I recently wrote an article about what appears to be a serious management shortfall in Netflix (NFLX). The last earnings release demonstrates what I feared the most may happen. Netflix management is clearly leaving a lot of the money on the table and the ones paying the price are the shareholders. It wasn't my first article critical of management as can be seen with another article here.
I was one of the early bears with Netflix. It's not always easy having a bearish outlook on a company you like. It's true, I like Netflix and I watch it probably close to once a week. I don't watch much TV either because if it doesn't come through the Internet it's not going to display in my house. My wife and I made a choice about two years ago to give up cable TV. The money was a small part of it, but the main driver was not wanting to waste time getting "sucked into" TV shows.
There is such a disparity between what the various content providers charge. On one hand you have Dish Network (DISH) with "Test Drive" and Blockbuster@Home offering everything from a welcome pack at $15/month to "Everything" at a cost of $75/month. Plus Dish doesn't stop there; they also offer ways to even buy more items like pay-per-view. Clearly each customer of Dish is worth a lot more than a customer of Netflix even if Netflix is able to sell both offerings.
Comcast (CMCSA) is the same as Dish in monetizing revenue. Comcast offers packages at much higher prices to begin with and then upsells customers from there. On top of making more money per customer than Netflix, Netflix also needs Comcast to stream content through to the consumer.
Investors caught in the current quagmire of Netflix may want to re-examine just what place Netflix has in the entertainment business. If the goal is to provide a mix of old, B movies and or TV shows without commercials I believe Netflix is going to find others offering a much higher and current entertainment experience for consumers along with all the "other stuff" consisting of the sum total of Netflix content on the side.
It's not even a matter of it's going to happen, as it's already happening. Apple (AAPL) is one of the best examples and a business model one would have thought Netflix would have quickly adopted into its mix. Not to be outdone, Amazon (AMZN) offers everything including the kitchen sink when it comes to entertainment. You can buy the TV to watch the movies on, The Blue-Ray player to watch a movie on or a computer to stream to your new TV from Amazon, the surround system and on and on. If the local downtown store in my home town can figure out how to sell products online I have to believe there is enough talent somewhere in the halls of Netflix to do the same.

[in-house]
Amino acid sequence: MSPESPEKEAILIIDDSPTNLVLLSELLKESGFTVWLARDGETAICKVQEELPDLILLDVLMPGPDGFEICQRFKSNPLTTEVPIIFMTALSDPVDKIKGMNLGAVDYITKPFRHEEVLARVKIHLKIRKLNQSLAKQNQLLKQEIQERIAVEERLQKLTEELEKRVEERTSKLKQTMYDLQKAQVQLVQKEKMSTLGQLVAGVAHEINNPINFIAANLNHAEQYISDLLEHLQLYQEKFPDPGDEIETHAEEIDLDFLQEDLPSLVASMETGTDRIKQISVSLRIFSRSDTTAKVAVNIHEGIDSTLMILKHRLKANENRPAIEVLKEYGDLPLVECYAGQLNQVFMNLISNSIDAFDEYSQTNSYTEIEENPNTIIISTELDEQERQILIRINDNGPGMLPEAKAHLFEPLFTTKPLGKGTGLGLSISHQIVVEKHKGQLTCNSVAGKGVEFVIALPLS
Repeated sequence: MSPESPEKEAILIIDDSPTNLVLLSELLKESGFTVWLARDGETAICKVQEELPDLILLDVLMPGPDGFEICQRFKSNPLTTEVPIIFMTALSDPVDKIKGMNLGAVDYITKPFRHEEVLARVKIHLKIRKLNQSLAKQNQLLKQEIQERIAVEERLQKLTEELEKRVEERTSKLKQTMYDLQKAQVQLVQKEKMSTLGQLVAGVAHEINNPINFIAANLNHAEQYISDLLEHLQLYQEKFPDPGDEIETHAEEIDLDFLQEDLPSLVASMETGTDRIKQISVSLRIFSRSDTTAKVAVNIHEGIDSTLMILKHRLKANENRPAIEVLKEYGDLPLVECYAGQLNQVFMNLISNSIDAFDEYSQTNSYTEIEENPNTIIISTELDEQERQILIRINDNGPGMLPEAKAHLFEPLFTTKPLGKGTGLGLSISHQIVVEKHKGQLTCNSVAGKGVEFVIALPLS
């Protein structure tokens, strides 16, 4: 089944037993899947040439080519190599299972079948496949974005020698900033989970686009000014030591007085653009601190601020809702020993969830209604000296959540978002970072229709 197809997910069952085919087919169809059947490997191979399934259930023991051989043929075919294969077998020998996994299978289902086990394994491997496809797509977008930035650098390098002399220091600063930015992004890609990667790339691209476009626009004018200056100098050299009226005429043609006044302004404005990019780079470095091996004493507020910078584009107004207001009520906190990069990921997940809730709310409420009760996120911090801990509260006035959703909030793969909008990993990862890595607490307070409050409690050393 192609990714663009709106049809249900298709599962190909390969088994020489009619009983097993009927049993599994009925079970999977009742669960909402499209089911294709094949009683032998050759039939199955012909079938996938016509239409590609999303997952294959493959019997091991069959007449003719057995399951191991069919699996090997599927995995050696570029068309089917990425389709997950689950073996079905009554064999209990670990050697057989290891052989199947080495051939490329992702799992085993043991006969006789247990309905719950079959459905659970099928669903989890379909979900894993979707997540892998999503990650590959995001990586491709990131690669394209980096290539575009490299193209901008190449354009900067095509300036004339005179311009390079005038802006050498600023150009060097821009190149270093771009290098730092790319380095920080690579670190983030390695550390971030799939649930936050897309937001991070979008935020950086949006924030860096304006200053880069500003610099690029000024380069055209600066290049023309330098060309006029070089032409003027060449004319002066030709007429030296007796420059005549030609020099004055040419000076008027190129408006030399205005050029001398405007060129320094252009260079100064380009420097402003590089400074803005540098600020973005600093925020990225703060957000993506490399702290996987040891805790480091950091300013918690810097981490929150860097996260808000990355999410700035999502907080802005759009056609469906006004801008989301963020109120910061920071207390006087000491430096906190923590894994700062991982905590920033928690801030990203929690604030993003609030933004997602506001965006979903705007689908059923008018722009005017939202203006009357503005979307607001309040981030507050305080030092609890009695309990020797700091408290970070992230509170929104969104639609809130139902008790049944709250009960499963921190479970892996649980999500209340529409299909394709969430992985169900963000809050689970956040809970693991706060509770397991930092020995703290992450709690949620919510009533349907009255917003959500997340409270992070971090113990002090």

So we know it's bad and after the gap down it's a safe bet to believe many shareholders are thinking it's "more" than bad. More than likely many are also asking "what now?" and it's fully understandable. If you ask Rocco Pendola, he has an opinion. You can read his latest article here. I bring up Rocco for a couple of reasons. Firstly, while many have called Netflix a short including I, Rocco called Netflix a short at the RIGHT time. Knowing what the market will price any given stock at in the future is only half the battle. Having the timing correct is the other half and Rocco gets both correct. He even put his money where his words are which clearly gives his voice more weight. Anyone can sit back and call a stock a bull or a bear, but when you put your money on the line it means something.
The other reason I quote Rocco is because I don't share his opinion with Netflix. Rocco and I even write an options newsletter together, but we often disagree with stocks. I believe a change in management or a change in attitude with current management will turn Netflix around. I also believe it will happen and sooner than later (although I would imagine not soon enough for most).
Based on my years of experience with gap downs in earnings reports similar with Netflix I would expect a good chance that tomorrow or Thursday will mark the short term low. This generally is followed by bargain hunters picking up shares cheap to flip over. After retracing up to the area of about 50-75% from the gap down price of $101.84 before earnings. Expect the price to continue to fade lower absent news of a serious shift in revenue and or earnings expectations (The management and or policy shift I have written we need so badly).
Want to see a classic miss earnings result a few weeks after the fact? Take a look at Pandora (P). Pandora disappointed and went from $14 down to the current sub $9 price. Also take close note to the next few days after earnings. This is a classic pattern I see often and you can too. Simply use your software to look at charts from the last few quarters and review the ones that gapped down the next day.
What's the play now? Currently there is actually opportunity to get long Netflix today, Wednesday and or Thursday. I like the $90 and or $95 April weekly call options for the premium. I would hedge either buying the stock and or hedging with a $100 strike with the same expiration date. Don't get greedy, and the combination of time decay with resistance above $95 and $100 makes this one worth looking at. I will also look to make one of these types of trades starting tomorrow.
Disclaimer: Robert Weinstein uses information believed to be correct, but is not guaranteed and is not independently checked for accuracy You may wish to use this article as a starting point of your own research with your financial planner.